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Simple grammar dish will whet children's appetite

Welcome to the art class. This colour is known as "red". I'm going to hand out copies of a coloured picture, and your job is to underline all the red bits."

Why is it that in art, science, maths and every other subject, we teach technical terminology for one reason and one reason only: so that we can use it, in context, to help children do the subject? Yet, in English, the minute we start teaching grammar, out come the pointless worksheets.

Partly, I suppose, it is because grammatical terminology, practically proscribed in primary education for a quarter of a century, is unfamiliar not only to pupils but to teachers. Until terms like verb, conjunction and clause are common currency, they will have a scary ring about them, and worksheets seem a safe haven. Partly also, it is due to a lingering folk memory of what grammar lessons were like in the past: teachers assume grammar is about "naming of parts", and that it is meant to be meaningless drudgery. And partly, of course, it is because educational publishers - quick to spot any area of insecurity - have flooded schools with worksheets, thus ensuring coverage of sentence level objectives without anyone learning anything particularly useful.

The national literacy strategy did not help. While its Grammar for Writing training course for teachers contended that the purpose of teaching grammar is to help children become more competent users of the language, the accompanying book made an enormous meal of terminology and covered far more grammatical ground than any child could need. Insecure teachers ended up more frightened than ever.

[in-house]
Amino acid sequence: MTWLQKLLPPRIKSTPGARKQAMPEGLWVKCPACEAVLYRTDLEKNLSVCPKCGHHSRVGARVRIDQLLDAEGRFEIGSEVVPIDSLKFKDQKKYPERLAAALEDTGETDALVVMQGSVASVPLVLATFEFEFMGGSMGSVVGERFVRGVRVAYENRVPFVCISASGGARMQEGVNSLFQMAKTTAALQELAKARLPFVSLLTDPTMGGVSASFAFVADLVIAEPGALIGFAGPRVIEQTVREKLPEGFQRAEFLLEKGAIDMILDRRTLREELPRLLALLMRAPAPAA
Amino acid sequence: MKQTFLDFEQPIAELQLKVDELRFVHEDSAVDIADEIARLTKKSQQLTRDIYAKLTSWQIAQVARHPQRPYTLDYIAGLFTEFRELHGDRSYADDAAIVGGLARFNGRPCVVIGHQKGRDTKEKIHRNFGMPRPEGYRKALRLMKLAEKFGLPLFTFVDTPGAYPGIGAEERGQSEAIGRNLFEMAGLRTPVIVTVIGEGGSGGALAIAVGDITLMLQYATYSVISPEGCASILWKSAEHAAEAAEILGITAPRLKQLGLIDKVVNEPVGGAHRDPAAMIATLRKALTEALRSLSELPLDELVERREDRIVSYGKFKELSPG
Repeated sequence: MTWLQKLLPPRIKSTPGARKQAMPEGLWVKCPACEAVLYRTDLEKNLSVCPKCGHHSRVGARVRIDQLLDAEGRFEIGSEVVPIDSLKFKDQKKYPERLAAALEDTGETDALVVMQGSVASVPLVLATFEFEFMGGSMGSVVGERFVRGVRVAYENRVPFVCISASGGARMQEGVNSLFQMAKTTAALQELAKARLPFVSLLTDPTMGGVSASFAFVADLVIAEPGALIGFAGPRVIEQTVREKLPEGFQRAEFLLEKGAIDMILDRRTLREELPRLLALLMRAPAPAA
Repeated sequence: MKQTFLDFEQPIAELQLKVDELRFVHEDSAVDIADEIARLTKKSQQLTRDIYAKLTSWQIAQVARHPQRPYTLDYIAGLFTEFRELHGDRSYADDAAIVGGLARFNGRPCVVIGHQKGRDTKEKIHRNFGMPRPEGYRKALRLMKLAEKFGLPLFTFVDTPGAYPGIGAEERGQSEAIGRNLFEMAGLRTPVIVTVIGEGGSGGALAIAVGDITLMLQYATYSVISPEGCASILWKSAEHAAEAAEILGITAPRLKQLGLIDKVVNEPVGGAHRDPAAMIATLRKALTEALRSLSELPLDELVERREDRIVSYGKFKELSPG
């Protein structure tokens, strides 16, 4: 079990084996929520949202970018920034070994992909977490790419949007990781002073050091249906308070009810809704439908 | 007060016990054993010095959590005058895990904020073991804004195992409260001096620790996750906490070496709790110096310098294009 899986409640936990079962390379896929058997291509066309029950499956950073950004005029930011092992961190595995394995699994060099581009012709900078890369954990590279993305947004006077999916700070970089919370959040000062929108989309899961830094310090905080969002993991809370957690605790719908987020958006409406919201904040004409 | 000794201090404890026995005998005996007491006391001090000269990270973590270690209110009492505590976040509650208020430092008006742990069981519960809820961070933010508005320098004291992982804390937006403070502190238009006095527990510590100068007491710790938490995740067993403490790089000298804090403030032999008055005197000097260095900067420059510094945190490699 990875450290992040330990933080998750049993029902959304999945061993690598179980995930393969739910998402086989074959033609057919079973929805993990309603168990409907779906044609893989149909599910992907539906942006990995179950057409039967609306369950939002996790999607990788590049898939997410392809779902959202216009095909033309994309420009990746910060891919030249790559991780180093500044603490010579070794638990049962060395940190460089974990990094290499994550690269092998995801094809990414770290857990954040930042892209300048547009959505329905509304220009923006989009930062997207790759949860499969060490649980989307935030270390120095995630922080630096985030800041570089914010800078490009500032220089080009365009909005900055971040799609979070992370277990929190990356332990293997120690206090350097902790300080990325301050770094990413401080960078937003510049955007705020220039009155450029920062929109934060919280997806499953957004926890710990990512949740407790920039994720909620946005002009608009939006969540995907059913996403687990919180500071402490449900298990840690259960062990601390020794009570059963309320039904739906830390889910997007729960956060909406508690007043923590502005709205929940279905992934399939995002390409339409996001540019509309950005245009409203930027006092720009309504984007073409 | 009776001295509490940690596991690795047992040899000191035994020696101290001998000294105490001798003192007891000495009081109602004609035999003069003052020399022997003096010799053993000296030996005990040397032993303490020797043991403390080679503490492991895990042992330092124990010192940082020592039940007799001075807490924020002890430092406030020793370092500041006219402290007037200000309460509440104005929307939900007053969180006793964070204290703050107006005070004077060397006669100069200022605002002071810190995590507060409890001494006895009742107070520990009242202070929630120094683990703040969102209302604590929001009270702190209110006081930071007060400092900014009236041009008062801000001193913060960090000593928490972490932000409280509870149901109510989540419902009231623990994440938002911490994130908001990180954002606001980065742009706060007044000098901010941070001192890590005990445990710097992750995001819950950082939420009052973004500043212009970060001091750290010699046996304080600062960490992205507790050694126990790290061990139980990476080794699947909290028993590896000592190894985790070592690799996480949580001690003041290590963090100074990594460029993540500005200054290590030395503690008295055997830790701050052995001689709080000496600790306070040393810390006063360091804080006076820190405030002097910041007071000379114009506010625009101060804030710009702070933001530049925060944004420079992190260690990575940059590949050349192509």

The trouble is that the more of a meal one makes of grammar, the less helpful it is to all concerned. Endless exercises bore children, waste valuable time and contribute nothing to standards of reading and writing.

Now that most teachers have had time to familiarise themselves with the terminology, they can avoid the grammar trap by sticking to a few simple rules:

* Introduce the terminology when it is relevant to what you are doing at text level, preferably via a fun, concrete activity, like those recommended in the Grammar for Writing materials. Avoid too much talk about it - put words, clauses and phrases on card and point to or manipulate them to make the point.

* Follow up by immediately using this terminology in context, to talk about the texts you are reading and writing, and encourage the children to use it too.

* In subsequent lessons, if children need reminding about the term and what it means, display a poster summing up the main points to remember and point to it. Then just use the term in context again.

* Use visual and kinaesthetic approaches rather than talk - the more you try to explain grammatical concepts the more impenetrable they become. And as soon as you see the children's eyes glaze over, stop.

Grammar for Writing is one of the themes of "Literacy: what have we learned and where do we go next?", a series of one-day conferences in September-October 2003 led by Sue Palmer and Pie Corbett. Details from or 01872 241776. Sue Palmer's Skeleton Grammar Poster BooksOHTs are available from TTS: 0800 318686

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